Causes of hypotension

A permanently low blood pressure may be inherited. The so-called essential hypotension (also: primary hypotension) is the most frequent form and usually affects young and slim women. There is no clear understanding as to why the pressure remains so low. Anyway, the tendency may be hereditary so that mother as well as daughter is affected frequently. If no complaints occur, essential hypotension is harmless. In fact, it may provide protection against diseases which are encouraged by high blood pressure. The risk of developing a sclerosis of the blood vessels (arteriosclerosis) and their consequences, such as coronary heart disease, heart attack, stroke or peripheral occlusive diseases, is lower in this case.

Secondary hypotension refers to a low blood pressure which is the consequence of a disease or an action of a drug.

Diseases which may cause hypotension are:

  • Thyroid hypofunction (hypothyreosis)
  • Hypofunction of the adrenal cortex (Addison’s disease)
  • Hypofunction of the pituitary gland (insufficiency of the anterior lobe of the hypophysis)
  • Heart diseases (such as cardiac insufficiency, rhythm disturbances, pericarditis, for example)
  • Long confinement to bed
  • Fluid volume deficit (hypovolaemia)
  • Lack of salt (hyponatriaemia)


Drugs which may cause hypotension are:

  • Psychopharmaceutical drugs (against depressions, anxiety, insomnia)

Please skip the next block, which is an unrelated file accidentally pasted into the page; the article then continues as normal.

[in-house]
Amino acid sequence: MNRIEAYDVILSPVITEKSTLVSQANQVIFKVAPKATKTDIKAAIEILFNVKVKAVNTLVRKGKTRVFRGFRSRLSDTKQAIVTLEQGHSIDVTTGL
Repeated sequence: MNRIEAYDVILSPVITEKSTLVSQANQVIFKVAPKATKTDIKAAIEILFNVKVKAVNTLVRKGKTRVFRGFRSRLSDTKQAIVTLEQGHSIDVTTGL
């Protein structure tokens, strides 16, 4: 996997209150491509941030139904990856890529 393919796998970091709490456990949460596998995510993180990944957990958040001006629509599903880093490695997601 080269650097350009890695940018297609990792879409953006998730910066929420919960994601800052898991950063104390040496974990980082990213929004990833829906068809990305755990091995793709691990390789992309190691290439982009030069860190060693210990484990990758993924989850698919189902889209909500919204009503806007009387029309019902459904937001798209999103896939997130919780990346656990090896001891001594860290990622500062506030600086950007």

• Antiarrhythmic drugs (against cardiac arrhythmias)
  • Antihypertonic drugs (against high blood pressure)
  • Diuretics (diuretic drugs)
  • Coronary drugs (in case of cardiac angina, such as nitro sprays)
  • Vasodilating drugs (vasodilatory agents)


Psychopharmaceutical drugs (against depressions, anxiety, insomnia)

In case of orthostatic hypotension (orthostasis = standing upright), the blood rushes into the lower parts of the body when sitting down or standing up fast. For a short period, the brain is supplied with less blood. Dizzy spells may occur, in the worst case causing the person to faint. This type of low blood pressure occurs frequently together with secondary hypotension. In most cases, however, the cause of the circulation problems can be disclosed by means of a Schellong test.

Potential causes for orthostatic hypotension are:

  • Secondary hypotension
  • Disorder of the autonomic nervous system (caused by diabetes, for example)
  • Nerve cell damage in the brain (caused by certain forms of Parkinson’s disease and hydrocephalus, alcohol abuse, for example)
  • Post-thrombotic syndrome (after deep leg vein thrombosis)
  • Varicose veins (varicosis)

What is hypotension?